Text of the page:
UNLV Takes Second Place in International Solar Decathlon

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Two years of designing, planning, fundraising and materials-sourcing—not to mention hammer-swinging—has come to this: DesertSol, UNLV’s entry in the U.S. Department of Energy’s Solar Decathlon, has placed second overall.

Scroll through the photos below to view the solar-powered house designed and built by UNLV students.

Team Las Vegas faced stiff competition during the October 10-13 sustainable design-build contest, held in Irvine, California. Team Austria placed first among the 20 teams picked for the biennial international decathlon; also competing were Stanford, USC, the Czech Republic and a tandem squad from CalTech and the Southern California Institute of Architecture.

UNLV’s success, announced Saturday, was foreshadowed Thursday when DesertSol took first place in market appeal, one of 10 categories judged. It also was in the top five for hot water, home entertainment and comfort—all affirmations of Team Las Vegas’ vision for a sustainable home that both reflects its native Mojave Desert environment and offers an ideal space for relaxing and entertaining.

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Sixty students worked together to build the house, which has 30 solar panels and uses energy from the sun as its only fuel source. (Photo by Jon Estrada)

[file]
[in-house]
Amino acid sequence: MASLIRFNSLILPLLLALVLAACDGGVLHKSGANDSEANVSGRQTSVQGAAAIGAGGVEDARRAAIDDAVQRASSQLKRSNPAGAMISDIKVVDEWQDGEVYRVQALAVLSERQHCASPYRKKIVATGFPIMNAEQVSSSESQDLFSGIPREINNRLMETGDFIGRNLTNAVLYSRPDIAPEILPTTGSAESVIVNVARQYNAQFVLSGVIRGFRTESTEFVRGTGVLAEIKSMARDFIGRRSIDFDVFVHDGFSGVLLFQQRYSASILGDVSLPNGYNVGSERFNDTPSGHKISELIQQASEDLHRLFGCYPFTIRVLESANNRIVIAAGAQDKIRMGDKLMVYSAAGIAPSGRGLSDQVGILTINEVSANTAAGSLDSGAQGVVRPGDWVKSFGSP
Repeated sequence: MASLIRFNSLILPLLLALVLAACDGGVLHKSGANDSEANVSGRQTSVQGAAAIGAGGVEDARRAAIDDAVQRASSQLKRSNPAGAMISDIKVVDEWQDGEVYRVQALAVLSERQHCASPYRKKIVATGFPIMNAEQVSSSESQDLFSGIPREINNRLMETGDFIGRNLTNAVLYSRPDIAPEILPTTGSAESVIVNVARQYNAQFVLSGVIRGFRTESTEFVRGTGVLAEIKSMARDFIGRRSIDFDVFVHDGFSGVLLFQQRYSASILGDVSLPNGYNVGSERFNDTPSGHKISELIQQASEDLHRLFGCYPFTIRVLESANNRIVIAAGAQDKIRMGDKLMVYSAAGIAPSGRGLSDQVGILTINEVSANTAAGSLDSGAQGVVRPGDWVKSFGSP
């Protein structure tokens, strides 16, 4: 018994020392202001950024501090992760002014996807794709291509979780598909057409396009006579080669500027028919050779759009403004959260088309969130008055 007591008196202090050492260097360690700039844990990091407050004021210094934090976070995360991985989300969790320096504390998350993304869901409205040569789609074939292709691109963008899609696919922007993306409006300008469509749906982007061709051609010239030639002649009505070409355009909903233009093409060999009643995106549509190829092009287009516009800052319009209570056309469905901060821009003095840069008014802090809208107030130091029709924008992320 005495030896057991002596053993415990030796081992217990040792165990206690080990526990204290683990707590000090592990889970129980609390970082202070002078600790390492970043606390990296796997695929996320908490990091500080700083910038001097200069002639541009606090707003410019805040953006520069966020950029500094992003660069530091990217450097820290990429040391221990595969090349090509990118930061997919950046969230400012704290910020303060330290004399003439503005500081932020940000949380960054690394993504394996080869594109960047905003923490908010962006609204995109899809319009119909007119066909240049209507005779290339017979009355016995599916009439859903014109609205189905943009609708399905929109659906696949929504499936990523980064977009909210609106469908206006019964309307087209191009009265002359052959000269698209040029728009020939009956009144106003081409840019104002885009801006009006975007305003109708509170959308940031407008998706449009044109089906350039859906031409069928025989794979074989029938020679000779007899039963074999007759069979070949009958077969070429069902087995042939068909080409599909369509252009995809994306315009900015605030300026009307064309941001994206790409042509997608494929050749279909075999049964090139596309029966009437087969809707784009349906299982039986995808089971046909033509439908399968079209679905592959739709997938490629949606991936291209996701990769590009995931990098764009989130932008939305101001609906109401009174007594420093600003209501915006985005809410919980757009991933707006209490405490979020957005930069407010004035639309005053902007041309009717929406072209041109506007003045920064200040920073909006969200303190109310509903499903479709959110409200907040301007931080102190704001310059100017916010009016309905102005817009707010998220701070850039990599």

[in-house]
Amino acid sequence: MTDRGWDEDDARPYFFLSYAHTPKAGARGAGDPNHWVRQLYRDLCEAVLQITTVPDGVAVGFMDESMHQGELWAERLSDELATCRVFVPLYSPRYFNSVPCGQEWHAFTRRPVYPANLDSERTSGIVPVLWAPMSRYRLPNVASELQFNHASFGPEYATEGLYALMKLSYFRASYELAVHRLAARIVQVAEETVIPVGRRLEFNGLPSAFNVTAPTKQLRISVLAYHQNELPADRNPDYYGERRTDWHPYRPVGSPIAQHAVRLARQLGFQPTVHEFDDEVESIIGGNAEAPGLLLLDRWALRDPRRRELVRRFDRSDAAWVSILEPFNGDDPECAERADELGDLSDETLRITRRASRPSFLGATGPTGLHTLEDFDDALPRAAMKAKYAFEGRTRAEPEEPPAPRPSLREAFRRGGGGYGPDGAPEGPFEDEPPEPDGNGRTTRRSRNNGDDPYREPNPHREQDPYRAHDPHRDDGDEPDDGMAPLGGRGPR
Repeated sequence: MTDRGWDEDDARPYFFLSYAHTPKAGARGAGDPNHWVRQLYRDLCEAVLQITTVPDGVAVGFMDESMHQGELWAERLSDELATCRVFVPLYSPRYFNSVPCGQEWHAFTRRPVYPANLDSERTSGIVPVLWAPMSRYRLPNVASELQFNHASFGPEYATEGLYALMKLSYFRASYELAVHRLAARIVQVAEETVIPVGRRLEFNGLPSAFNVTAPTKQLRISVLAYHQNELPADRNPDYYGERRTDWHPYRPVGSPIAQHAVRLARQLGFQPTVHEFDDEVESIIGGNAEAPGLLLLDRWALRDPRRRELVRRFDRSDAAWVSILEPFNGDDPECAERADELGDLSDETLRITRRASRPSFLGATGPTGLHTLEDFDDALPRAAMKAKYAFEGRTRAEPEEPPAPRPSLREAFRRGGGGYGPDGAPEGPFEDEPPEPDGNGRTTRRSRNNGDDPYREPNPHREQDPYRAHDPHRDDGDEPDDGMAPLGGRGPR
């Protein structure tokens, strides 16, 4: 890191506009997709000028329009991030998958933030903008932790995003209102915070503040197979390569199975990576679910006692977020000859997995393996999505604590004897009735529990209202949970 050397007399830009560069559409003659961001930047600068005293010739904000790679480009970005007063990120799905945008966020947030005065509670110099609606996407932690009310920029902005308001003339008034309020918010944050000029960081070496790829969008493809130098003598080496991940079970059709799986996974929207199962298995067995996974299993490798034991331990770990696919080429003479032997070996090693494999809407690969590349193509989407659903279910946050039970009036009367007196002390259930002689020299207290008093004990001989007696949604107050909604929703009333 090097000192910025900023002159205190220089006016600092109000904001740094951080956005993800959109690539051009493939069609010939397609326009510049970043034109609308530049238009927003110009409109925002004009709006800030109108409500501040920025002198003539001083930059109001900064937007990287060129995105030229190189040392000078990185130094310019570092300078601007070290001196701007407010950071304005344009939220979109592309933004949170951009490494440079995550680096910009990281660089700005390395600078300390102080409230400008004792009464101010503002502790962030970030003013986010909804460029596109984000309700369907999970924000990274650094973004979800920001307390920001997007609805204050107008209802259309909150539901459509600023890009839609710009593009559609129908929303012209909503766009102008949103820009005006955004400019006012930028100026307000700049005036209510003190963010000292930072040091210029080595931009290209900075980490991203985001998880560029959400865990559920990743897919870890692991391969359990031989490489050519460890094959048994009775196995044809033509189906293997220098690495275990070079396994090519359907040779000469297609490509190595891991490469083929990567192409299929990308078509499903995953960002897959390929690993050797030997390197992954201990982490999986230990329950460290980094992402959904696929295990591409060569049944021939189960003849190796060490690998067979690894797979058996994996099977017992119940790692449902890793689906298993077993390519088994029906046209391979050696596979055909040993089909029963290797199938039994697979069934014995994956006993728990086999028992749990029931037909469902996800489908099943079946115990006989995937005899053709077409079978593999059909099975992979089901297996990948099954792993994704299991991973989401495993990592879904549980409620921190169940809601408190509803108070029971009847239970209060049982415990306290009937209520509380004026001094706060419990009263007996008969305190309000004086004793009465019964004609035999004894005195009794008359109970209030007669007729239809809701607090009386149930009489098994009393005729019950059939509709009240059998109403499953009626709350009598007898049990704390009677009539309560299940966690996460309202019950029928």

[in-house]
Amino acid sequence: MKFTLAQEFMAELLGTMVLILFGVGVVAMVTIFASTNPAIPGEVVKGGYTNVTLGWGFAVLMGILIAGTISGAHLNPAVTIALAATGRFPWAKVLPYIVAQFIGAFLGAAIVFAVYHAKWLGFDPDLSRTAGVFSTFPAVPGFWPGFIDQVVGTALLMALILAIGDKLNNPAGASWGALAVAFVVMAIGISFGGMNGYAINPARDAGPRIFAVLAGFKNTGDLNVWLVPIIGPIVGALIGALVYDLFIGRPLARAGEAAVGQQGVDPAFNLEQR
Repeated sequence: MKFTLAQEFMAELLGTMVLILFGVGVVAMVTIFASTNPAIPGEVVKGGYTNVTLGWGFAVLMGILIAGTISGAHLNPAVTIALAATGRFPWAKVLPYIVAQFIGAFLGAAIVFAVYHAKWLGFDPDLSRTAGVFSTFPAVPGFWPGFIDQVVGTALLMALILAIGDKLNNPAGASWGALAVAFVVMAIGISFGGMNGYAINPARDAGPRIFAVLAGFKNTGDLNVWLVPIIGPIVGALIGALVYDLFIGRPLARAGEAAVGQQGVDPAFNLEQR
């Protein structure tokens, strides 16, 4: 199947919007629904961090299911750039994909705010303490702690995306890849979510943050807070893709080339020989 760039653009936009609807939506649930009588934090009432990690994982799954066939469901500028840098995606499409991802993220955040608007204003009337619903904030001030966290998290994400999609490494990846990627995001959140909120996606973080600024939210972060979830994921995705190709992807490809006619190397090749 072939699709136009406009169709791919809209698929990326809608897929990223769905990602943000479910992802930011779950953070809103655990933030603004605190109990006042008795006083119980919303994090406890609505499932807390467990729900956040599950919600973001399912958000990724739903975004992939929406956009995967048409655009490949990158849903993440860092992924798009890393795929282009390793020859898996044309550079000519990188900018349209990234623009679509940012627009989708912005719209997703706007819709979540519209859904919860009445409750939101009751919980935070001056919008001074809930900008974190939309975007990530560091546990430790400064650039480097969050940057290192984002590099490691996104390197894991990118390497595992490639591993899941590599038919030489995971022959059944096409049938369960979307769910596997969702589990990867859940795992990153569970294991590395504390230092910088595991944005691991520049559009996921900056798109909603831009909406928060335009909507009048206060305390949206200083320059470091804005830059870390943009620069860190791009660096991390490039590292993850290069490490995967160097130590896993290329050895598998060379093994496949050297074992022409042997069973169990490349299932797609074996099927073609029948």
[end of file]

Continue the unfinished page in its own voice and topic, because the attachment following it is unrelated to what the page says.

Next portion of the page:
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Students envisioned the house as a retirement or second home, or a base camp for desert exploring. An open kitchen/dining area is designed for entertaining. (Photos by Jason Flakes, U.S. Department of Energy Solar Decathlon)

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Flexible use of indoor and outdoor spaces allows the 754-square-foot home to feel spacious for its size. This porch has a tree motif on a semi-transparent screen, part of the design team’s effort to embody the soul of the Mojave Desert. (Photo by Jason Flakes/U.S. Department of Energy Solar Decathlon)

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Students incorporated reused, distressed wood into the building’s surfaces. The floors are heated with radiant heat. (Photo by Jason Flakes/U.S. Department of Energy Solar Decathlon)

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Teams were required to use components that were commercially available, so that the design is replicable by typical consumers. The UNLV house cost $320,000 to build. (Photo by Jon Estrada)

What do you think of the UNLV Solar Decathlon Team’s project? Will this type of solar-powered building become widely adopted? Tell us in the comments section below.


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